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Michael Harwick '11
Michael Harwick '11

Putting the Novel on the Map

By Alexandra Ossola '10  |  Contact Holly Foster 315-859-4068
Posted August 11, 2010
Tags Comparative Literature Emerson Grant Peter Rabinowitz Student Research
One fictional and the other expository, novels and maps have a unique and little-studied relationship. But if maps on their own are misleading, the potential for misinterpretation is even greater when they are used in fiction. Michael Harwick ’11, working with Professor of Comparative Literature Peter Rabinowitz, has been awarded an Emerson grant to analyze the relationship between readers and the maps that riddle the fiction they read.

Maps and novels interact in many different ways. How is a reader supposed to navigate this cartographic minefield of misinterpretation, Harwick wants to know? He is also analyzing cartography as both a science and art, based in fact but covertly distorted.

When a map appears in a plot, Harwick finds that the effect on the reader falls into a wide range. If the protagonist is given a treasure map, for example, the plot is immediately given a specific course to follow in relation to its setting. “The map exists because it points to a destination and sets up the path of the story,” Harwick explained. “That necessarily limits the possible conclusions; the characters either get there or they don’t.”

Some books include actual maps for the reader, a supposedly trustworthy graphic depiction upon which the reader can rely right from the beginning. “In books like Treasure Island and the Lord of the Rings series, the map literature is almost as prodigious as the work itself,” Harwick said. These types of maps give the reader a stronger connection to the fictional world, and these maps are almost never inaccurate.

But in some books, such as Joyce’s Ulysses and Döblin’s Berlin Alexanderplatz, the maps are implied, appearing only as a network of names for the reader to follow. “The characters are not strangers to the area, so the references are more causal, even if they’re very comprehensive,” Harwick explained. “You can follow along, but the implication is that you’re on the outside; the protagonist doesn’t need a map, but you do. This changes the reader’s relationship to the protagonist and creates psychological distance.” Especially in modernist novels, Harwick has found, the author makes the reader feel lost in a world where external geography is increasingly fluid.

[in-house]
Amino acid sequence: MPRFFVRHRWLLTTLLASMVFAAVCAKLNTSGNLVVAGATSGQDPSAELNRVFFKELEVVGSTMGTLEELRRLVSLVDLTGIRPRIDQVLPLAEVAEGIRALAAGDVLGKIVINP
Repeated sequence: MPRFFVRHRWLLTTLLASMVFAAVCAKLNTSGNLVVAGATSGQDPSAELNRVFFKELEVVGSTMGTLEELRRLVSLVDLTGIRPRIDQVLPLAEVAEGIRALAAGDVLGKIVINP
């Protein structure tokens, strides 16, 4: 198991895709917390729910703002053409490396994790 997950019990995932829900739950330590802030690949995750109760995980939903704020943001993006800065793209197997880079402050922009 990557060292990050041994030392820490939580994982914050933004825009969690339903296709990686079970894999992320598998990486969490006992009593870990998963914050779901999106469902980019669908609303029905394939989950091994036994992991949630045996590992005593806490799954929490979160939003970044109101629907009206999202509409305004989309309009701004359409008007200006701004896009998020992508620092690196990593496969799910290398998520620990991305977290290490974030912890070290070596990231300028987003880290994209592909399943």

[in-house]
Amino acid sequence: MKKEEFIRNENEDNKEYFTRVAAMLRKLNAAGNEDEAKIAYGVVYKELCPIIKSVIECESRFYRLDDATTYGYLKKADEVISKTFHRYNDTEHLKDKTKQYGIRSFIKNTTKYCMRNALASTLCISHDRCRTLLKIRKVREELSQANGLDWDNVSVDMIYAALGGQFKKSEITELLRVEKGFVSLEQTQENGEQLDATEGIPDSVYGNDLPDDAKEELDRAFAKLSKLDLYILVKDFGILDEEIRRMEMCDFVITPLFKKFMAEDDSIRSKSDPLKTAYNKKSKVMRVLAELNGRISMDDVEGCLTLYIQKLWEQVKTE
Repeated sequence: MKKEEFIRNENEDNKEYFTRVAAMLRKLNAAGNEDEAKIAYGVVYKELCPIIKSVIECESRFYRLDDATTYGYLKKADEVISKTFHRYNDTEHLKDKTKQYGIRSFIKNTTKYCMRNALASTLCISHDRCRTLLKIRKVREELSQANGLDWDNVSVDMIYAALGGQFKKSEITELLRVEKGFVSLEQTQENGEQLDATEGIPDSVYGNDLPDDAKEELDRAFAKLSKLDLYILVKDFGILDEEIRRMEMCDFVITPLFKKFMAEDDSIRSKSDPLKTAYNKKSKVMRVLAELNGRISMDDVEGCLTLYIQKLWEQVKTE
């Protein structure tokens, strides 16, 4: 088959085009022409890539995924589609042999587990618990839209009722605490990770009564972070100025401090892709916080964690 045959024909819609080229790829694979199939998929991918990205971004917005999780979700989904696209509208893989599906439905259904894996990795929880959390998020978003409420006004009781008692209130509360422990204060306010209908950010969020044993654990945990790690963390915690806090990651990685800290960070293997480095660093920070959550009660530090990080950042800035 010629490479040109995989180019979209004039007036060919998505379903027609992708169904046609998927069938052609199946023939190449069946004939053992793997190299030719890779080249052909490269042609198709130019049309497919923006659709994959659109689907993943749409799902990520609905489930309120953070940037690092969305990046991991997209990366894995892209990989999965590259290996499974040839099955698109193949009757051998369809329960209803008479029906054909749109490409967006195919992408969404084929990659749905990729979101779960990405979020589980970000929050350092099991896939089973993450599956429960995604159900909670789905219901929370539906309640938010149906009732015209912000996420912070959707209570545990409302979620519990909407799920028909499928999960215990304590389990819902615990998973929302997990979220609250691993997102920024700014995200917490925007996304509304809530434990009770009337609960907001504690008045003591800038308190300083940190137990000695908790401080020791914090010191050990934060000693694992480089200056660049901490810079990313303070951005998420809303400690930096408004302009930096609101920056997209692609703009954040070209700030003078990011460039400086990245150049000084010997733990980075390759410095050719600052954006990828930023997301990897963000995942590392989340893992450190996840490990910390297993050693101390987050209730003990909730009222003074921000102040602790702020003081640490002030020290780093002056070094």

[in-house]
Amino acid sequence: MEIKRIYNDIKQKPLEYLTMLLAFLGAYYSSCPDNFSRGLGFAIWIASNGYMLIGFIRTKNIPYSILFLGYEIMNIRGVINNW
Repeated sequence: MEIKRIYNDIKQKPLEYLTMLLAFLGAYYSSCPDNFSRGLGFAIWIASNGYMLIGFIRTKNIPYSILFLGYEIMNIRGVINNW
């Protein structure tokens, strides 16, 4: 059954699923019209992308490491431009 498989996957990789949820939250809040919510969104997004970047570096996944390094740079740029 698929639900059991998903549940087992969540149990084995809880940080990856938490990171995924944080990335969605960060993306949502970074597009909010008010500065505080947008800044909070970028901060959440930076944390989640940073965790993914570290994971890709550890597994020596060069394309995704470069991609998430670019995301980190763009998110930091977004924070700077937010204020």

But postmodernist authors such as Michel Butor use maps to further disorient and mislead the reader, like in the novel Passing Time. “The map [suggested at the beginning of the book] becomes subject to lots of problems and misinterpretations,” Harwick said. “The map becomes not useful and a more confusing agent as the book progresses.” Its function is to make the reader confused; he/she is disconnected from the external world as well as the protagonist’s psychology. Clearly, the author’s intention is to show that the reader should not rely on any seemingly-firm ground in fiction.

Many cartographers, literary critics and avid readers feel the desire to realize this implied map into a real tour, making the actual geography of real places conform to fictional stories. The Bloomsday walk in Dublin, which follows Leopold Bloom’s ramblings from Ulysses, Dostoevsky tours of St. Petersburg and the Sherlock Holmes House and Museum in London are all examples of tourism based on fiction. “There’s a lot of interplay there that seems rich,” Harwick said. He sees these tours, however, as distinct from a place like Harry Potter World, which are constructed completely based on fiction.

People, Harwick has noticed, are quick to trust maps, so they sometimes do not pick up on the implicit statements made by particular elements of the map. Harwick is also reading up on cartographic literature, including a book titled How to Lie with Maps. “A map automatically implies a story; there’s a narrative bent to most maps,” Harwick observed. “The story of a map comes from the fact that it’s necessarily a distortion. There is accuracy in certain elements with the sacrifice of other elements.” He has also read books on realism and theories of place, space, and fictional worlds to further inform his study. With regard to all cartographic and fictional analysis, Harwick said, it helps as a reader to be informed about text you are reading, the texts the text is using and how to read them.

Harwick is a graduate of Bridgewater-Raritan HS in Bridgewater, N.J.

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